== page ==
The Art of Self-Accommodation | Jason Anderson | TEDxUWMilwaukee

Translator: Post Production Captioning
Reviewer: Ellen Maloney What does it mean to be successful? Is success the impact that you have
on the world around you? Or is success the income that you make, how much money you earn, the kind of car you drive? Is it the difference
that you make in your lives, in people’s lives? I prefer to believe success is the impact
that you have on people’s lives. More important than success
is the journey one takes to get there. The things you learn along the way and the things that make you
into the person you are today. I feel blessed in the sense that I have a career
where I feel successful. And I feel successful in the sense that
I get to make an impact on students lives. You see, I work for the university. And at the university,
I do disability services. And I work with students
who also have disabilities and help them set up accommodation plans so that they can be
the next generation of students that enter into the workforce
and become successful adults. At the same time, as a person who was raised hard of hearing
and became deafened as an adult, I have that unique opportunity where I’m able to explain
my own personal experiences and assist students with disabilities with not making the same
mistakes that I once made. You see I’m a professional. I’m a professional at disability,
hearing loss, and deafness. I’m also a professional at failing. It’s not a bad thing
to be a professional at failing. As a matter of fact,
failure is the foundation for success. Failure is like an artist palette; full of paint and a blank canvas
in front of you. And it begins with
a single brush stroke. And as you create your piece, it builds in complexity,
in design, and in form. It blossoms. And eventually becomes a masterpiece. And my masterpiece in my life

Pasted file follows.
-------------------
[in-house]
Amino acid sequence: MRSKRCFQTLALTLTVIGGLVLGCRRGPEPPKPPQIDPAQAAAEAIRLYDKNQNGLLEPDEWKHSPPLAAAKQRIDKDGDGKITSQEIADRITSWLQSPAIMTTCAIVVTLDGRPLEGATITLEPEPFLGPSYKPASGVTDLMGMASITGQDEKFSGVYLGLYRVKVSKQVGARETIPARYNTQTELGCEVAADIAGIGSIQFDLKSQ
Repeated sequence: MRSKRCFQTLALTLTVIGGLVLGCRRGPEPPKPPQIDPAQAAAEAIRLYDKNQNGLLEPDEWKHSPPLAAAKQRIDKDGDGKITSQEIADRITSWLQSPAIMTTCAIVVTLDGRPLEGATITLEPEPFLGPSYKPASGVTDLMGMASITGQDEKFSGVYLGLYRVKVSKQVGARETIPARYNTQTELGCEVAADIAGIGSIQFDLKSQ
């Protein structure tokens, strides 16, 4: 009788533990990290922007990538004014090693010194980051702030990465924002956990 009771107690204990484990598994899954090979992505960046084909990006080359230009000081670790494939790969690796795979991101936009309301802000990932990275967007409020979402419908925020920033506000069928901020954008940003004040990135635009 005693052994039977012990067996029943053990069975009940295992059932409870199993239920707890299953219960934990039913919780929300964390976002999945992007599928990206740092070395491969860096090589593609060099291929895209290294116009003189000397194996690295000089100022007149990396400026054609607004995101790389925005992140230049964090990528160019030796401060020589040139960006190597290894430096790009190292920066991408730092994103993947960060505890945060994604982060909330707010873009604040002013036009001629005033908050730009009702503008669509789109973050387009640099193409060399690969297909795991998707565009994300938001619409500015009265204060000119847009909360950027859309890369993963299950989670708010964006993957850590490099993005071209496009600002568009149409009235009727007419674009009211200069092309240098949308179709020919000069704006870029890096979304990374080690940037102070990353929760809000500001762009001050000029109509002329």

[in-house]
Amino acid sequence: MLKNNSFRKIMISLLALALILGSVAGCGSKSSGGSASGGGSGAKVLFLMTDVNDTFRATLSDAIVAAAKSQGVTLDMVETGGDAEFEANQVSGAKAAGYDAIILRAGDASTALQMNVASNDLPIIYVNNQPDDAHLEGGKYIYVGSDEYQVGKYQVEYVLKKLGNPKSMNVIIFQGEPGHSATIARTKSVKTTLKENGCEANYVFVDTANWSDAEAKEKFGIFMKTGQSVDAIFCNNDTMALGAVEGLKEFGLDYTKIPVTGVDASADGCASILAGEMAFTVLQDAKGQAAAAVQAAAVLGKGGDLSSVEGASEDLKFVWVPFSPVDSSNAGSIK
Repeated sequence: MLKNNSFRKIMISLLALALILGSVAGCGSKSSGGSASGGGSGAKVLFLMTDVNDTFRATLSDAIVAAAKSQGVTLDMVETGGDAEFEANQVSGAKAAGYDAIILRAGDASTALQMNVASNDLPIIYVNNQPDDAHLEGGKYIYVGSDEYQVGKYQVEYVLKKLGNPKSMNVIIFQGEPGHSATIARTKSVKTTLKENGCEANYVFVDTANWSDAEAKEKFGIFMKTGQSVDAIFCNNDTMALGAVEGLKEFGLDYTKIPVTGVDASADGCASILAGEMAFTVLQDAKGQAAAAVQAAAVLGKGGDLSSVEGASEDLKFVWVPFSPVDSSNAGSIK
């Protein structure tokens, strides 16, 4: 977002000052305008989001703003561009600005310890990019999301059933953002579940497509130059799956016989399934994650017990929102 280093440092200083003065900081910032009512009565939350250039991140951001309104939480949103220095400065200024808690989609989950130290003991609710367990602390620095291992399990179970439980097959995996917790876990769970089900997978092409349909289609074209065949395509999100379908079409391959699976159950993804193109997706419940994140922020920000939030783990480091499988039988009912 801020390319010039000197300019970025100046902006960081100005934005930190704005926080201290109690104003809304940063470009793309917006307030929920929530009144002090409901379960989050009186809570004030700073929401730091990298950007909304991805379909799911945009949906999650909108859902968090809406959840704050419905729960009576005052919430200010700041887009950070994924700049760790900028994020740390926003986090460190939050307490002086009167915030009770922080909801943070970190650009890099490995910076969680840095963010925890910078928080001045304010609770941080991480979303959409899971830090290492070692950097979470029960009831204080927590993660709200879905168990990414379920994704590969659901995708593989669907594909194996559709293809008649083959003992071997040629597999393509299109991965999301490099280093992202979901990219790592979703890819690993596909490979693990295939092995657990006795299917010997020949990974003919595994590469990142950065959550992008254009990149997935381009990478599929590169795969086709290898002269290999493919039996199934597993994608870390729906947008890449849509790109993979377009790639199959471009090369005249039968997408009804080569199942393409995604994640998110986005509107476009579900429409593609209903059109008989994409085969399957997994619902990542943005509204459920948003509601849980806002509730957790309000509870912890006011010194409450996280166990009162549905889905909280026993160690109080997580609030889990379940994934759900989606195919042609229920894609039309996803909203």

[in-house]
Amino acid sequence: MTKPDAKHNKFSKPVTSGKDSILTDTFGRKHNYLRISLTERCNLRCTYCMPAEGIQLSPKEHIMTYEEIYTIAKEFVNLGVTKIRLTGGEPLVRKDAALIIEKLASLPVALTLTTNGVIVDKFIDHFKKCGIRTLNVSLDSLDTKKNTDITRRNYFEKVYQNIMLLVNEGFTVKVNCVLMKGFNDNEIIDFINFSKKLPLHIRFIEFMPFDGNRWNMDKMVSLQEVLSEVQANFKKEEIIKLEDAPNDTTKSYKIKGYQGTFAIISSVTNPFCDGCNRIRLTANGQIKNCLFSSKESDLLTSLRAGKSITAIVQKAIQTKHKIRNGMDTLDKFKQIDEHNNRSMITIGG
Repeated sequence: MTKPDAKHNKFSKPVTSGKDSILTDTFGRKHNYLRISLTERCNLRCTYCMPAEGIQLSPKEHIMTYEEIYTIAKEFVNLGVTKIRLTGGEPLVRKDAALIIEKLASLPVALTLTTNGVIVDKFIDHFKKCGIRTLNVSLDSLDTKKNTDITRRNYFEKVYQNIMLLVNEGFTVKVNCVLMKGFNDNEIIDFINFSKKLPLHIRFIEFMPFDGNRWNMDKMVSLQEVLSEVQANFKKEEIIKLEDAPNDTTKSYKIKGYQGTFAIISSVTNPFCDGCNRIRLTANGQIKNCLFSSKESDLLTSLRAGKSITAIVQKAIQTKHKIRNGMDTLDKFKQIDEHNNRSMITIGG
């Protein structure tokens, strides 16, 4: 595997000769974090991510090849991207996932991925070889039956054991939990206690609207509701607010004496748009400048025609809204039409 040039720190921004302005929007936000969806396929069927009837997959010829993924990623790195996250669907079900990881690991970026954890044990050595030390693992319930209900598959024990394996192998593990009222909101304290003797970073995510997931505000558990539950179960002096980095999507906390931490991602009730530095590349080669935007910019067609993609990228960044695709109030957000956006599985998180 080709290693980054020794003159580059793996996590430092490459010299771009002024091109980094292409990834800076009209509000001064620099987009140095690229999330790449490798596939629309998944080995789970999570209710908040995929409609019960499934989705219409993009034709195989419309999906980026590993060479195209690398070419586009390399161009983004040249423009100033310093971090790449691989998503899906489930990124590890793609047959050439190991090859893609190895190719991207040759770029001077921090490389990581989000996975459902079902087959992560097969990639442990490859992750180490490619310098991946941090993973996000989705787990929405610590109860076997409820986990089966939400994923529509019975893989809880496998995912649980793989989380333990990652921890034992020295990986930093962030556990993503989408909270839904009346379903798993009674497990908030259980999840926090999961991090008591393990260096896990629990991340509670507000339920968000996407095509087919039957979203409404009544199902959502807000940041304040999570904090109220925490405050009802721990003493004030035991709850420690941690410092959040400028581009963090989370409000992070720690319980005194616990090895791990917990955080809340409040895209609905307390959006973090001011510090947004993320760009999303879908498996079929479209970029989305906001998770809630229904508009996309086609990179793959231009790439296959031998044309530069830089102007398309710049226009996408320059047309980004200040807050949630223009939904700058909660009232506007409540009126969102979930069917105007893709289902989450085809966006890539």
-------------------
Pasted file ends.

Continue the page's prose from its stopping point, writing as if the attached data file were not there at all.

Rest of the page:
is actually my deafness. I wouldn’t be where I am today
if it wasn’t for my deafness, and I wouldn’t change it for the world. Accommodations, the Final Frontier. (Laughter) These are the voyages of everyday people
and some of them have disabilities. Watching this show when I was growing up
was an integral part of my upbringing. It sounds a lot weirder
when I say that out loud. (Laughter) There was any number of reasons for that. First and foremost was the sense
that it was one of the various shows that had closed captioning consistently. As a person who was hard of hearing
growing up, I needed that, in order to be able to have access
to what was being said on the screen. More instrumental is the gentleman
on the left-hand side of the screen. Geordi. This show was unique because
it had characters with disabilities, whether they had disabilities themselves
or they portrayed those characters. Geordi was my role model. He had a disability. He was deaf. Oh, I’m sorry, he was blind. And he had this thing
on his face, it was a visor, and it helped him to see
in a different way. You know maybe it wasn’t the same
as what we all envisioned, but it was his own accommodation tool. I also saw in Geordi that
he could have been successful no matter if he had his visor or not, but he was able to advocate for himself. The crew of the ship saw him as an equal. He was a high-ranking member
and he was able to travel around with this diverse group
of people across the universe, fulfilling their prime objective to seek out new life,
and new civilizations. Little did I know that years later, I would have my own
cool piece of technology that was very similar to Geordi’s. It was my cochlear implants. So as you can see, I have
these things on my head. It’s hard to see so I’ve got
a visual demonstration up there. It’s not a hearing aid,
it’s actually an implant. Not this part, of course; this is the external part
called the processor. If you look at the the white ring
or the circle thing up at the top, that’s a magnet and it connects
to the internal portion of my head and I can take it off. As soon as I take it off, I’m deaf. It’s kind of a cool party trick, actually. (Laughter) The internal portion of it is something
a little bit more complicated. I’m not going to get all science-y on you,
but this is just a brief demonstration. So you can see up there
on the left side is the processor. There’s a wire that goes around
to the middle part, and there’s this little spiral thing